India Mission Part One
I realized that I never really explained what my mission trip to India with Trinity was like to all you that read my blog. Because of this I saw that it was fitting that I write a few blog posts about it over the next few weeks. Here is part one of the trip, mainly about cultural impressions and travel. I hope you are encouraged by some of the things that Trinity has been doing through short term mission trips.
Travel to India
The trip for me started early on the 28th of December. The mission team met up at my college to go over final ministry preparations and to pack food for the trip. After this we left for the airport around 5 pm and our flight left for Abu Dubai in the middle-east around 8 pm. The flight to Abu Dubai was over 13 hours—this was by far the longest plane ride I ever had. We flew using Etihad Airlines which much like the city of Abu Dubai, was a surprising mix of Western and Islamic values. For instance the airplane had everything in both English and Arabic and had movies from America, Europe, Arabia, and India. From Abu Dubai we had another 4 and a half hour flight before finally landing in Chennai, India on December 30th.
Right after we landed into Chennai, I was immediately bombarded with new cultural experiences. The first one I noticed when the doors of the plane opened. India has a scent of its own. It smells like a mix of spices, garbage, and urine. Most of the time it is not a very strong smell, but nevertheless an unpleasant smell. The airport itself was large, but somewhat run down. Not like what you would expect at a Western Airport. In the airport we had to go through customs who enjoyed pestering us about what we were doing in India. This was a somewhat nerve-racking experience especially for the mission team trying to enter into a country that is somewhat hostile to Christians.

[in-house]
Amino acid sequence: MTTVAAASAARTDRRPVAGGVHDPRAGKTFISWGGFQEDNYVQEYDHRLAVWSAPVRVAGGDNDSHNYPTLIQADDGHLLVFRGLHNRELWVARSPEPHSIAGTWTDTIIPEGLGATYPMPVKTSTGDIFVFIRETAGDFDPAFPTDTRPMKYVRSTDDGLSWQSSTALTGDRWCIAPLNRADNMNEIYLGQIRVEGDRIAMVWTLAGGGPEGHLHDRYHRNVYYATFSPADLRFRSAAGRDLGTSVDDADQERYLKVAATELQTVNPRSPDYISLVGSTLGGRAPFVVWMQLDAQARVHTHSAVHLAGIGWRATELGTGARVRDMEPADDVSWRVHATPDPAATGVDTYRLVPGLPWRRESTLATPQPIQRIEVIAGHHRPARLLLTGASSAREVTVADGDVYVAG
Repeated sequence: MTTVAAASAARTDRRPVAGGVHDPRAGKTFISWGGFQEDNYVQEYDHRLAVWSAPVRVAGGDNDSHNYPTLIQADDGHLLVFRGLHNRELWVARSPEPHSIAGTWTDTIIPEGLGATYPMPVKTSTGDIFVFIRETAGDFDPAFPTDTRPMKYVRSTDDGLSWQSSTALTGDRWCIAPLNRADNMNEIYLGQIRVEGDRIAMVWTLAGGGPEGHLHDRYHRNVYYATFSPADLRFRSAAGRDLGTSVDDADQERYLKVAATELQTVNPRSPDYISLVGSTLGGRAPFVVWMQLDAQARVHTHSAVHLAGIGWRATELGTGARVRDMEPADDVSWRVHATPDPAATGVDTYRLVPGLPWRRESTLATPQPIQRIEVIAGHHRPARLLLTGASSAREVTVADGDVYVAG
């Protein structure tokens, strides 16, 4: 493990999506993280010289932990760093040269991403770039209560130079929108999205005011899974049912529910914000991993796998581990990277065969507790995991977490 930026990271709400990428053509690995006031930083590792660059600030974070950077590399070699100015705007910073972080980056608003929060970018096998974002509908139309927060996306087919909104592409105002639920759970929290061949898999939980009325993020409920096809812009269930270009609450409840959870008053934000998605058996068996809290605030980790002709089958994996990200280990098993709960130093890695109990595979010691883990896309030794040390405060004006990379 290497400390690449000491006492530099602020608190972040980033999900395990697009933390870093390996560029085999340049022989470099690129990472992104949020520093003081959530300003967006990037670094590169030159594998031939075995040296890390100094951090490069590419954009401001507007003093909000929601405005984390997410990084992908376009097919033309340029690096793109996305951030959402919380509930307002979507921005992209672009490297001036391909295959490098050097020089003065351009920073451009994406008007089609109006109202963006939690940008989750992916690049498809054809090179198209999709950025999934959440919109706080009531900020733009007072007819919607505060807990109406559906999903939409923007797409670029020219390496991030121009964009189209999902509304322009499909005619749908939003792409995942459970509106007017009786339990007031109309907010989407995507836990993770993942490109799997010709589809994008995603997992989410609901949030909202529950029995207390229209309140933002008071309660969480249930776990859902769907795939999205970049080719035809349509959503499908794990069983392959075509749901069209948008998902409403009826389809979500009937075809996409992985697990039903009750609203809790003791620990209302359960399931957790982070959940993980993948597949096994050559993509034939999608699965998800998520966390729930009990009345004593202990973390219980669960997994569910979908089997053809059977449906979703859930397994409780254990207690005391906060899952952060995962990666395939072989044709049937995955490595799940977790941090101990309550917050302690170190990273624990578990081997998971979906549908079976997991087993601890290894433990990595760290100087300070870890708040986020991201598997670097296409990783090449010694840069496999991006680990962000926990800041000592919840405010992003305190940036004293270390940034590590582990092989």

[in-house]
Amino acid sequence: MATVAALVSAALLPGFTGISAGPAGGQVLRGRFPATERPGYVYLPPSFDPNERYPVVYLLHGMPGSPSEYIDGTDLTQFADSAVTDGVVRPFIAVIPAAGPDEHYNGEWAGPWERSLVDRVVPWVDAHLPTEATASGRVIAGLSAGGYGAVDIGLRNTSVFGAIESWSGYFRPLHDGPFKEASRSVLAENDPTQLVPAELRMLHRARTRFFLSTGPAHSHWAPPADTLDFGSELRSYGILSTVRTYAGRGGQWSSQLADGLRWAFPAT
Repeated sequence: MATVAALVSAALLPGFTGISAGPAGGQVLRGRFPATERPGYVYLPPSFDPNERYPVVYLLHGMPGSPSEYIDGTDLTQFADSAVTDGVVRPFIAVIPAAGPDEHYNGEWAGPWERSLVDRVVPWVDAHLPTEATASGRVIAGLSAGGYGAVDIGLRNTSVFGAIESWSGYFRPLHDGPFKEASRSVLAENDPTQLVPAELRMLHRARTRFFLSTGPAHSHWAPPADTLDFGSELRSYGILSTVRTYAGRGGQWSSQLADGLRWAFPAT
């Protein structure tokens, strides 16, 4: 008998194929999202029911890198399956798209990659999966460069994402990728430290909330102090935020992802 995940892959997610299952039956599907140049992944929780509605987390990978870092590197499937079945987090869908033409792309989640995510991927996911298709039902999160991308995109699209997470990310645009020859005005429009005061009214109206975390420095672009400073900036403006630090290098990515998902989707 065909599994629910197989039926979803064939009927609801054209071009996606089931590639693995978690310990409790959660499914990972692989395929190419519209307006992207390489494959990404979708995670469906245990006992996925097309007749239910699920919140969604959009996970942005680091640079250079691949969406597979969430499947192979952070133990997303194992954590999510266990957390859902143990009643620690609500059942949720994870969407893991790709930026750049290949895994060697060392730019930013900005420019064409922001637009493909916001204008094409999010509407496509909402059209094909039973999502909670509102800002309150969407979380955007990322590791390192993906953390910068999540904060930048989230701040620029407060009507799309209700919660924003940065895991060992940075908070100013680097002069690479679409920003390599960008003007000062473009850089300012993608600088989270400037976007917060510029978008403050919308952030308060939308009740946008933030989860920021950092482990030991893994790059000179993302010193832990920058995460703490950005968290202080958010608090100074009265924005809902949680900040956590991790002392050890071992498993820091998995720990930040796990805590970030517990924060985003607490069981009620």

Cultural Impressions in Chennai
When we got out of the airport I had to get used to India traffic. The team of 13 packed into a small bus and entered onto the highway. Indians drive on the left side of the road in a chaotic fashion. Motorcycles and large trucks swerve around each other and horns are constantly blazing, reminding cars that there are large vehicles present. Red lights are often not followed. Along the roads are posters of political figures, movie stars, and local businessmen. All Indians know who their leaders are.
The bus took us to the hotel we would temporary be staying at. It was morning when we got to the hotel. The team all slept a few hours. After some much needed rest, the team decided to go see some of the tourist attractions before we left Chennai. We went to the beach at Chennai. At the beach there was a lot of booths set up selling things. There were so many people at the beach. Garbage was everywhere and in the water. It turns out we were an attraction at the beach as Chennai often does not get that many foreigners. Next we visited Spencer Mall in Chennai where we learned how to negotiate like Indians do (which I never got good at). This whole time I was slowly picking up on the culture.
Travel to Repalle
The rest of the day the team got prepared to head off to our next location, the town of Repalle to the North of Chennai. To get to Repalle we got up early the next day and took a train. The train ride was a culture lesson in itself. Everyone uses the train because it is the fastest way around India as the roads are pretty bad. The trains are packed with people especially in the lower classes. People walk back and forth between the cars selling things like at a baseball game. On the train, a small cup of chai tea cost 5 rupees which is about 8 cents in American dollars—money goes much farther in India.
The train ride took over 6 hours to go from Chennai to Guntur. From Guntur to Repalle we had to take a bus for another hour and a half. As you can imagine, by the time we got to Repalle the team was sick of traveling. I was also beginning to get anxious to start doing some ministry. When we got to IREF in Repalle were we would be doing our ministry at, we were welcomed by thousands of students from the mission that were lined up to greet us. They threw flowers at us and gave us giant flower lei necklaces. It was really overwhelming. This was just the beginning of this awesome journey!